1. Canned Heat, So Long Wrong . . . Latter period (then) Heat, same old great blues. From 1973’s The New Age album. Formed in 1965, Canned Heat is still around, no original members, drummer/singer Adolfo de la Parra, who joined in 1967, is still there but founder members/chief songwriters Bob (The Bear) Hite and Alan (Blind Owl) Wilson are long gone to the great gig in the sky. It’s interesting, though, going through the looong list of former members. Included are Larry Taylor, who had several stints in Canned Heat as well as with John Mayall and Tom Waits. Also, Harvey Mandel, who once auditoned for/played on The Rolling Stones’ Black and Blue album and also was with John Mayall for a time. Noted bluesman Walter Trout also had a stint, 1981-85, in Canned Heat.

So Old It’s New set list (Charlie Watts tribute) for Monday, Aug 30/21 – on air 8-10 pm ET

All tracks feature Charlie Watts and are Rolling Stones songs, except tracks 23-26 which are from side projects including his jazz band.

1. Flip The Switch . . . And Charlie comes crashing in right off the bat on this, the opening cut to the Stones’ 1997 release, Bridges To Babylon. My two boys and I used to ‘play’ this one in our air guitar band when they were young, and then my older son, then 9, saw/heard the band play it in April 1998 when I took him to his first Stones’ show, and concert, ever.

 

  1. If You Can’t Rock Me . . . Opening cut from the It’s Only Rock ‘n’ Roll album, with Watts kicking things off in fine fashion, and throughout. “The band’s on stage and it’s one of those nights…the drummer thinks that he is dynamite” Yes, he is/was.
  2.  Soul Survivor . . . Suggested by my older son, Mark, as we were discussing Watts’ passing, for how in Mark’s words Watts ‘enters’ the song at the four-second mark. Always loved this song, from Exile On Main St, perhaps sort of a different song construction, I’ve heard it described as a ‘sideways’ riff from Keith Richards.
  3.  Shake Your Hips . . . A cover of the hypnotic Slim Harpo tune, also from Exile. Great stuff.
  4. Let It Bleed . . . Here he comes, crashing in at 13 seconds. That part alone has always ‘made’ the song for me but it’s great throughout.
  5. Moon Is Up . . . One of two tunes for this Watts-inspired set, suggested by a friend, Ted Martin who, before I even decided to do a Watts-tribute show, sent me a list of his favorite Watts moments. I like this one, too. It’s from 1994’s Voodoo Lounge album. Watts is credited as playing ‘mystery drum’, which actually was a turned-over steel garbage can.
  6.  Slave . . . Just a great jam, from Tattoo You. Originally recorded during the mid-1970s sessions for the Black and Blue album, it wasn’t released until 1981 when the Stones cobbled together unfinished tunes from previous sessions and put them together for the Tattoo You album. Features Sonny Rollins on sax and a great drum-guitar duel between Watts and Keith Richards over the last two minutes of the six-and-a-half minute cut. The song was originally five seconds under five minutes long on the original album release but when the band released remastered versions, they left in the extra 90 seconds as Keith and Charlie just kept on going as the tapes rolled.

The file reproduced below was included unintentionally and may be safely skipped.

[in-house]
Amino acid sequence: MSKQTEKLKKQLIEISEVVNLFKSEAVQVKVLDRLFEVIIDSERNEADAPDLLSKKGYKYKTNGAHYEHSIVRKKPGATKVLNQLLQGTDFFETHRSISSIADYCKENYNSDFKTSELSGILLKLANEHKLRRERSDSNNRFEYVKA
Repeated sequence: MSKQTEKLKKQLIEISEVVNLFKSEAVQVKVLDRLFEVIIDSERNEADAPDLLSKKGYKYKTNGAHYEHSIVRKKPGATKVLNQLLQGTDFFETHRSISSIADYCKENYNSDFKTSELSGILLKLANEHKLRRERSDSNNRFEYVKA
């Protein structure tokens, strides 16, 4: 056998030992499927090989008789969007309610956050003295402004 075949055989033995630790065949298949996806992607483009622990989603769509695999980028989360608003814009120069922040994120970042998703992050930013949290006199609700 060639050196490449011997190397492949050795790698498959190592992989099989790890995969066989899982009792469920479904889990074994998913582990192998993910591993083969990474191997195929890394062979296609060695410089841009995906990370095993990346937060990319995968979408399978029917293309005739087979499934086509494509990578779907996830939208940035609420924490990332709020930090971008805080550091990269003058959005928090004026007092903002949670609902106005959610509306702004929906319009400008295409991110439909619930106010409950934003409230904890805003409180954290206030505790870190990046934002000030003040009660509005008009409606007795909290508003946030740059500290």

7.  Driving Too Fast . . . propulsive piece from A Bigger Bang in 2005. Watts, as always, as metronome.
  8.  Down The Road Apiece . . . From the early days, 1965 when Stones albums – in this case The Rolling Stones Now! – were populated largely with blues and R & B covers, and boogie-woogie entries like this one, written by Don Raye and first recorded in 1940. Chuck Berry, who the Stones drew much inspiration from, Jerry Lee Lewis and Foghat are some of the other notables to have covered it.
  9. Terrifying . . . What I’ve described as a roiling track from 1989’s Steel Wheels. It swings, which is what Watts was all about, the ‘roll’ in the rock, in the words of Keith Richards.
  10. When The Whip Comes Down . . . It’s a production thing as well but the drumming on the Some Girls album is so sharp, snappy, solid and just plain great.
  11.  I Go Wild . . . Another from Voodoo Lounge, the first album the Stones did after Bill Wyman left and Darryl Jones came in on bass. Over his own objections, Watts was put ‘in charge’ of making the final call by the band but he knew he had to, given drums and bass form the rhythm section in a rock band. Apparently fuelled by this newfound authority, Watts is said to have yelled ‘turn me up’ at one point in the sessions, all the resulting tunes of which feature his typically terrific drumming.